Suppose I want to harvest kinetic energy by moving a magnet back and forth through a coil assembly. Faraday flashlights work by this principle, but to my knowledge those usually only have one coil. Could this design be improved by taking two coils wound in opposite directions from one another, wiring them in series, placing the magnet near the midpoint of the coils, and restricting the magnet's position to stay near that point? Or would mutual inductance from the coils cancel out the harvested energy?
What you are talking about is called a Helmholtz coil but one side reversed.
The main problem from this is it would be less beneficial than two coils in the same direction because of resistance in the wire. You also have magnetic field losses from the second coil.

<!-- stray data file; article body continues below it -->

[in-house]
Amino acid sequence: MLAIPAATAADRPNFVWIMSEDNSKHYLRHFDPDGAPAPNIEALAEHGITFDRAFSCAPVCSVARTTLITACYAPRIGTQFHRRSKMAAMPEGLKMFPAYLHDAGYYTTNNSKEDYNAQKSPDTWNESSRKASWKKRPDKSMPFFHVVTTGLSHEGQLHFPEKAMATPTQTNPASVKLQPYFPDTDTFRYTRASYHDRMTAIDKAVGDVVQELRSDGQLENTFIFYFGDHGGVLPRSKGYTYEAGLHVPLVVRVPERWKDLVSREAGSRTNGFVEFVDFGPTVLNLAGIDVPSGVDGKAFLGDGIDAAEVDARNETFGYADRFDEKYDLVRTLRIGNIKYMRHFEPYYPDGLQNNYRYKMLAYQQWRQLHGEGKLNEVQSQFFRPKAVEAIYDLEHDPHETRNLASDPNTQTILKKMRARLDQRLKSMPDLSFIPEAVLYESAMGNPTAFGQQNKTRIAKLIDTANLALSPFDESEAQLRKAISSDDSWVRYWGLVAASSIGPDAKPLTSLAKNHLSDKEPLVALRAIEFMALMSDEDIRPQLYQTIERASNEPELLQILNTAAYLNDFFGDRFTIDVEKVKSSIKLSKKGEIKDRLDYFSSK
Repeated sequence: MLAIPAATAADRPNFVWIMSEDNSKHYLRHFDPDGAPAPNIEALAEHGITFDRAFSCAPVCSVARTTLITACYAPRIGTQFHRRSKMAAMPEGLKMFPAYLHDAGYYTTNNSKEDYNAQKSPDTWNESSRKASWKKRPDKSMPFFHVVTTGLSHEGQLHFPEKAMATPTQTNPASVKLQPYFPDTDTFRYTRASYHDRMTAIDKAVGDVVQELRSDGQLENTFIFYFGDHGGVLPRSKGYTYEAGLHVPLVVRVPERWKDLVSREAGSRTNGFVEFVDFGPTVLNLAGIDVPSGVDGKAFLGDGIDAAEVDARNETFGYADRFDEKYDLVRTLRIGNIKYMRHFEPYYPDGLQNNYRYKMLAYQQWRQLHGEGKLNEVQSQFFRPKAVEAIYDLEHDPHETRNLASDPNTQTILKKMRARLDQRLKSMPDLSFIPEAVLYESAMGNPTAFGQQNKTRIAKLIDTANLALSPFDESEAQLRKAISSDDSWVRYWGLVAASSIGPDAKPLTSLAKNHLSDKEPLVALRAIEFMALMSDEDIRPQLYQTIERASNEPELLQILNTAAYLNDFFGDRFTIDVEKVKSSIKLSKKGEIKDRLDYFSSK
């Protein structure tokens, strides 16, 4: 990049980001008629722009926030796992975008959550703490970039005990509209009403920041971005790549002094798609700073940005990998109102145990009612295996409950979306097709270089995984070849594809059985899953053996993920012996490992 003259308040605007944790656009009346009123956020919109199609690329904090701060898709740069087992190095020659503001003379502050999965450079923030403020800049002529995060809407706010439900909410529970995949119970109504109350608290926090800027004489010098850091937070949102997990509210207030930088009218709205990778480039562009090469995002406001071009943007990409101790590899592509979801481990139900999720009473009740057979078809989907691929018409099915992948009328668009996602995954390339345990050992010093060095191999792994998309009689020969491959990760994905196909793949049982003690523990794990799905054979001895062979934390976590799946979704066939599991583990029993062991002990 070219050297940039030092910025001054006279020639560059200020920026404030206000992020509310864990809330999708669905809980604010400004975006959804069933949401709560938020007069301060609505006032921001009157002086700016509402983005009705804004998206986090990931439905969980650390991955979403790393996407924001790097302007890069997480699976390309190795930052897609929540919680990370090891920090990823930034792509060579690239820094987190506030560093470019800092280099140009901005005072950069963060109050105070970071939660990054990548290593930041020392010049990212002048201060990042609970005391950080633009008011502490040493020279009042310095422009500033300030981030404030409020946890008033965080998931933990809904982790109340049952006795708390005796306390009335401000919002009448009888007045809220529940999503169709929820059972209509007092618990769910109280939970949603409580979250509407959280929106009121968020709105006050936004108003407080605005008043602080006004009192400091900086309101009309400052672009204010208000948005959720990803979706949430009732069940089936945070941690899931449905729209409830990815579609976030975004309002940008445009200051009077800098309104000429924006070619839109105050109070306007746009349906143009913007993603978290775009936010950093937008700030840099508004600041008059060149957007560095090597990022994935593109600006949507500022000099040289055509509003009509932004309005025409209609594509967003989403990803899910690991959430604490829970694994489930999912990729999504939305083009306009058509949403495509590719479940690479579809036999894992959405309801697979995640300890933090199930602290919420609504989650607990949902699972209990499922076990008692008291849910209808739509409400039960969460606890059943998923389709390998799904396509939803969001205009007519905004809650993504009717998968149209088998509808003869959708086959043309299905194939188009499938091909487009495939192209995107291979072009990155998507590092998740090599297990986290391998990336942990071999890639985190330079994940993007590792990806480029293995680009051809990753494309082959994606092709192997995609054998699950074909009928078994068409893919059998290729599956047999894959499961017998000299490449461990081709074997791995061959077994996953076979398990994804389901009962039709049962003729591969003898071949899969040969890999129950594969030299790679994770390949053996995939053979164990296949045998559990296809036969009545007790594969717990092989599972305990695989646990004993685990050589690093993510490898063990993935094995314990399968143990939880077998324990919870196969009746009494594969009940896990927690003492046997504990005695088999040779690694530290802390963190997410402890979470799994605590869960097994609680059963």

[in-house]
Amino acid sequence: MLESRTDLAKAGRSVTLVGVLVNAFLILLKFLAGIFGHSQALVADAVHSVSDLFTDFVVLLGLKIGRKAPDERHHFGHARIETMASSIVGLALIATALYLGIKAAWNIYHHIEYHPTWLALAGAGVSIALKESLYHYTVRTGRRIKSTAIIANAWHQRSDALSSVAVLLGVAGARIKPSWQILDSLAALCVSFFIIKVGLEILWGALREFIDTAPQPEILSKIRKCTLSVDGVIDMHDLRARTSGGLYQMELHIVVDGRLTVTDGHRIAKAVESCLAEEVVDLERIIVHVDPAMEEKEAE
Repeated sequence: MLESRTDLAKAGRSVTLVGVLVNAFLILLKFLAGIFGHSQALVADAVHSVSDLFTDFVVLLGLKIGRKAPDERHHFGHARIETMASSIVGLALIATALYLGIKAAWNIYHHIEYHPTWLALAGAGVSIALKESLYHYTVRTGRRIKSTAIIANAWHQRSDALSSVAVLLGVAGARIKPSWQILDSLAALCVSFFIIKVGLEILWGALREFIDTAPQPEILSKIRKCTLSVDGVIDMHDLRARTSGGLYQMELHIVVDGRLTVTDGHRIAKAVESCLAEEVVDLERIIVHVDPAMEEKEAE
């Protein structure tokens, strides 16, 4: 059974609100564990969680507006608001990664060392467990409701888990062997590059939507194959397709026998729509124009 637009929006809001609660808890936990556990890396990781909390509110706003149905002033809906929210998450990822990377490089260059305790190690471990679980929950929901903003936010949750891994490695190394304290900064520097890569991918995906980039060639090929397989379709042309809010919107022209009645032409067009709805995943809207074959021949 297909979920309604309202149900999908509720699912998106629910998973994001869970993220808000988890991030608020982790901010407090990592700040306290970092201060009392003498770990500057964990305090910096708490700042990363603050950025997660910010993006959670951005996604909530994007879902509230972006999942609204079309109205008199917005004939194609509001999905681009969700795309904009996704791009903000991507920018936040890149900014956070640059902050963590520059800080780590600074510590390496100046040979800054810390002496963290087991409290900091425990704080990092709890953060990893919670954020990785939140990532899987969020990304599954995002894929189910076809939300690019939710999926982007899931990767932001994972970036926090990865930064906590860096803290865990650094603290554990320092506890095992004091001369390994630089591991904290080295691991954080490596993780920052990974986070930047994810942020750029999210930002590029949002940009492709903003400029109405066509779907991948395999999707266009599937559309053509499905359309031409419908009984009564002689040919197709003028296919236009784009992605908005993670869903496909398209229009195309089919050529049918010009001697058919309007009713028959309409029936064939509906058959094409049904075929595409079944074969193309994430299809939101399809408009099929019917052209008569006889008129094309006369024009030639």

Imagine a Helmholtz coil with a magnet between them both producing voltage in the same direction, as the magnet moves from one to the other they would produce double the voltage.
If we turn one of the coils around as the magnet generates voltage in the first coil, the second coil is turning into an electromagnet, but not all of it's field goes into pushing the first magnet, because you no longer approximate a helmholtz coil, and the field lines would push against each other and leak out (kind of like pushing the same ends of a magnet together). The other bad part is a small amount of energy will also go into heating the wire in between the coils, which happens in both cases, but further increases your loss because of the field leakage.
So, if your going to do this, use a helmholtz coil.